Every year, residents who live near the banks of the Mendenhall River in Juneau, Alaska know that sometime in summer, their streets will flood.
At some point, even in the absence of recent rain, the river will rise and overflow through the roads and into houses. All of this is the work of glacier dynamics several miles away from downtown Juneau.
The flooding is caused by a glacier lake outburst flood that occurs in the Suicide Basin off the side of the 13-mile-long Mendenhall Glacier. Over many months, the basin fills with water from precipitation and glacier melt. As water pressure builds in the lake, it eventually drills through the Mendenhall Glacier and flows downstream, flooding the Mendenhall Valley and impacting the residents of Alaska’s state capital. Locals colloquially refer to the phenomenon, which has occurred every year since 2011, as a jӧkulhlaup, a common Icelandic term for an outburst flood.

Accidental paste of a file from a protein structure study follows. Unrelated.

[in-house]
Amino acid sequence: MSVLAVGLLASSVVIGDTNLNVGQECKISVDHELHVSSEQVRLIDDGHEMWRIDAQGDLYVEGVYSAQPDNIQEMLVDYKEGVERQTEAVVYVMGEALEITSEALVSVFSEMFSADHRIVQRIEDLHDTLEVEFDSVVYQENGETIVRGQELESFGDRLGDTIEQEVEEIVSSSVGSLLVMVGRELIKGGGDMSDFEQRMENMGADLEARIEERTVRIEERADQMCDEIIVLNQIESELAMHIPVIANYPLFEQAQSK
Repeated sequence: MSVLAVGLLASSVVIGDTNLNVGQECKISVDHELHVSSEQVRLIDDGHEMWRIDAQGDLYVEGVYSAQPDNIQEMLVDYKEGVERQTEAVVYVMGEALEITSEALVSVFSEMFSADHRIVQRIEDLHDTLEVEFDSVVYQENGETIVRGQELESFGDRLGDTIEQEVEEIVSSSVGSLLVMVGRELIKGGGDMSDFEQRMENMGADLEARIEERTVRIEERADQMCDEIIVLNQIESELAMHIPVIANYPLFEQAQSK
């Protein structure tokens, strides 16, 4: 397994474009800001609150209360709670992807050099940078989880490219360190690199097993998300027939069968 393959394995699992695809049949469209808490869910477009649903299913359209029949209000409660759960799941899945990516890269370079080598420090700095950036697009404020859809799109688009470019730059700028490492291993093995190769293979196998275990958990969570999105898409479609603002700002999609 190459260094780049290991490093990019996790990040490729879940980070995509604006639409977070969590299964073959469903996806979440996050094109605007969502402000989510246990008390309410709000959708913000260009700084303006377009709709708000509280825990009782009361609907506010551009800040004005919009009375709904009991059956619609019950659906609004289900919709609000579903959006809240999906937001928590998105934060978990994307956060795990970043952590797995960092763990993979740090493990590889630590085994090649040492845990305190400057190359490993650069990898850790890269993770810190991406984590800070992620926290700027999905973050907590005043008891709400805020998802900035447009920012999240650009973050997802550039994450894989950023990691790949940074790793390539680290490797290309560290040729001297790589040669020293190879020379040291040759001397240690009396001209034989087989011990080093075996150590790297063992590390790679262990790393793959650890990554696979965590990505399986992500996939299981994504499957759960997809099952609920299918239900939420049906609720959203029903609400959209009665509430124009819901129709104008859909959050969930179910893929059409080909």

Continue reading at Columbia University Earth Institute
Image via Columbia University Earth Institute